I don’t know whose idea it was to venture out onto the cliffs of Howth the day after Sean died. It certainly wasn’t mine; heights terrify me. But there we were, me and the boys, Sean’s brothers, his nieces and nephews, his cousins, all on a pilgrimage to nowhere, around the cliff path, a loop, a circle. It seemed like an incredibly strange activity for all of us to engage in this trek, with our hearts so heavy and our minds so, so lost and confused, and yet, there we were, and somehow it made absolutely perfect sense.
What was there to say? I think everyone was at a loss for words. It took some effort to walk along the winding dirt path, alongside the cliffs and brush and heather. Some of the terrains were steep. Though the terrain was not particularly difficult, as Irish cliff walks go, it was work enough that we need to focus, or maybe that’s just what we chose to do because it gave us something to think about. We were with one another, but also alone and in the embrace of nature. I am not a religious person, but if I was, I would say that, in those moments, we were close or felt close to the earth, and that felt like what I would imagine being in the presence of God might feel like. Gentle, natural, vast, and calm. It wasn’t the first or the last time I would venture out into nature and feel its calming power.
And who among us couldn’t use more calm? Depression and anxiety have steadily been on the rise for the past 50 years in the US, not surprisingly right alongside an increase in the size of American homes, greater consumption and ownership of material possessions, more consumer credit card debt, and increased urbanization. Over the past 50 years, more of us have started spending far more time indoors with our stuff and engaging with social media, which means we are spending far less time outside experiencing and engaging with nature.
I don’t know when I discovered the Japanese concept of shinrin-yoku, which translates into “forest bathing” and simply refers to spending time taking in the atmosphere of the forest. Research, though still inconclusive, does seem to indicate that there are some very real physical and psychological benefits to spending time with the trees and out in nature. Some studies show a reduction in heart rate, blood pressure, and the release of cortisol, as well as an increase in cancer-fighting cells and an immune system boost. All of these are good things and shinrin-yoku is a simple addition to most people’s self-care routines. It is free and simple to do, just like personal writing/journaling is.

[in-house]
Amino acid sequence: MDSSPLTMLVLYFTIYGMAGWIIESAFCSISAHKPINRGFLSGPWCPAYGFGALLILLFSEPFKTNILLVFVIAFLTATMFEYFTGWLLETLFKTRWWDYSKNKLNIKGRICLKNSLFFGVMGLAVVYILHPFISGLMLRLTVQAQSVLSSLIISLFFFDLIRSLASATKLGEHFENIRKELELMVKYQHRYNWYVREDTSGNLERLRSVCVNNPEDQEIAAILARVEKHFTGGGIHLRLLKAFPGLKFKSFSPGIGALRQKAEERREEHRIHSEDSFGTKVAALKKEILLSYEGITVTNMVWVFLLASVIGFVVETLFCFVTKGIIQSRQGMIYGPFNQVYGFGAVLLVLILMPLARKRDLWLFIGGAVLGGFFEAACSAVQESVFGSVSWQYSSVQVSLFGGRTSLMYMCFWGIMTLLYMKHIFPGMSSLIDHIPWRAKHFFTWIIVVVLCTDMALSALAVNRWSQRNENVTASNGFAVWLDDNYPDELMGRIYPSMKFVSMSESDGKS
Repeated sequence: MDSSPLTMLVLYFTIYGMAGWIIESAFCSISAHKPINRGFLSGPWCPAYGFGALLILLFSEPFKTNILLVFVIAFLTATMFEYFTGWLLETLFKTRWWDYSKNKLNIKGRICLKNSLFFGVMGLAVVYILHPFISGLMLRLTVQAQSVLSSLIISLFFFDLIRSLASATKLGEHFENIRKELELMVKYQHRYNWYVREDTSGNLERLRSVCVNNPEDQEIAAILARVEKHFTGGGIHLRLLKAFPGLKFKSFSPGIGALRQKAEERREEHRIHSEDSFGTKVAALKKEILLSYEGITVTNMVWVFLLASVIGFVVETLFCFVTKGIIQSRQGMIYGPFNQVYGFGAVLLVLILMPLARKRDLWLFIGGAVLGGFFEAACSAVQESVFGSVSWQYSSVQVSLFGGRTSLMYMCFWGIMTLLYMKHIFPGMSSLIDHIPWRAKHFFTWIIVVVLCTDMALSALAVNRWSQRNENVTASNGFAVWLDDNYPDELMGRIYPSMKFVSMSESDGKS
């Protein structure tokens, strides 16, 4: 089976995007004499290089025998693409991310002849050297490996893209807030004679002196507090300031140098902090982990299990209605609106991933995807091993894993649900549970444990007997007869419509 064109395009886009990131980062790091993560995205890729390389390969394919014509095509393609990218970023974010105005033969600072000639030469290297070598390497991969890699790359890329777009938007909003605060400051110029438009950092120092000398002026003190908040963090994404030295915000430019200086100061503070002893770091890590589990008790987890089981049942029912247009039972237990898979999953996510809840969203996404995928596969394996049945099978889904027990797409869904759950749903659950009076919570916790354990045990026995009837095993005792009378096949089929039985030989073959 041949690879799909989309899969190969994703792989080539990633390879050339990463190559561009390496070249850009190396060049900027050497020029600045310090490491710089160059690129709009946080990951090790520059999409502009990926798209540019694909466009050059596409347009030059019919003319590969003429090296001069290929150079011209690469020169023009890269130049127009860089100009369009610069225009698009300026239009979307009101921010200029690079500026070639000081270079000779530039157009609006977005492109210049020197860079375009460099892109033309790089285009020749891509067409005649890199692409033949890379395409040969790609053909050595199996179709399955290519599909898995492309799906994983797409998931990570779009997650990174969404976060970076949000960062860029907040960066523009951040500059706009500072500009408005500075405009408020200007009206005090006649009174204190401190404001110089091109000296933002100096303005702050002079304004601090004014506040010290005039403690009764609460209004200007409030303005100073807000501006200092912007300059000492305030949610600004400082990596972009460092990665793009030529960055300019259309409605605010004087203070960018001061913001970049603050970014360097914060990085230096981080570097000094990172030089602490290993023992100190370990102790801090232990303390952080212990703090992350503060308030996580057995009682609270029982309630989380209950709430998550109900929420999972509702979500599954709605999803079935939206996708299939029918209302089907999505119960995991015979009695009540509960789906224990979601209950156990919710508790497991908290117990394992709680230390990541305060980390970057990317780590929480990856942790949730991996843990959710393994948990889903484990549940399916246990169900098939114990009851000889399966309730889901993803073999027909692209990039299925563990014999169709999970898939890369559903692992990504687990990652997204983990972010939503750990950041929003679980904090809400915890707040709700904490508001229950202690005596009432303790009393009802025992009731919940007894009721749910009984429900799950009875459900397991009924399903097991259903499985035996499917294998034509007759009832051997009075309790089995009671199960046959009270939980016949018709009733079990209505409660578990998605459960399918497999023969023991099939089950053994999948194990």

In addition to practicing shinrin-yoku, I love writing outside, but they are two very different practices. “Forest bathing” is most effective when one is fully immersed in it by sitting and being still or walking and being fully connecting with the forest around you, allowing all of the senses to take in the atmosphere and all that nature has to offer. It requires one’s full attention. So, to enjoy these two practices together, I’ve tried two approaches that work really well.
Shinrin-yoku + Personal Writing
- Walk in the woods or a park for at least 15 minutes, allowing yourself to be fully immersed in the atmosphere of the forest or nature. Be aware of all of your senses. Allow yourself to notice all of the things that you feel, smell, see, hear, and taste. When you are finished forest bathing, find a comfortable place to sit and write. At this point, you should feel calm and relaxed. Write about topics that are calm and relaxing, as well. You might even choose to write about your forest walk.
- If you have a problem or issue to write about, something that is perhaps stressful or painful, find a comfortable place in nature to sit down and write. Allow yourself 15 to 20 minutes to express your thoughts in writing. When you are finished, take a walk in the woods. Allow all of the stressful thoughts to rest, and focus on the atmosphere of the forest around you, allowing yourself to become fully immersed. Pay close attention to all of your senses. Focus on being present and experiencing the forest or park.
The goal of both of these techniques is to combine the positive benefits of both “forest bathing” and personal writing.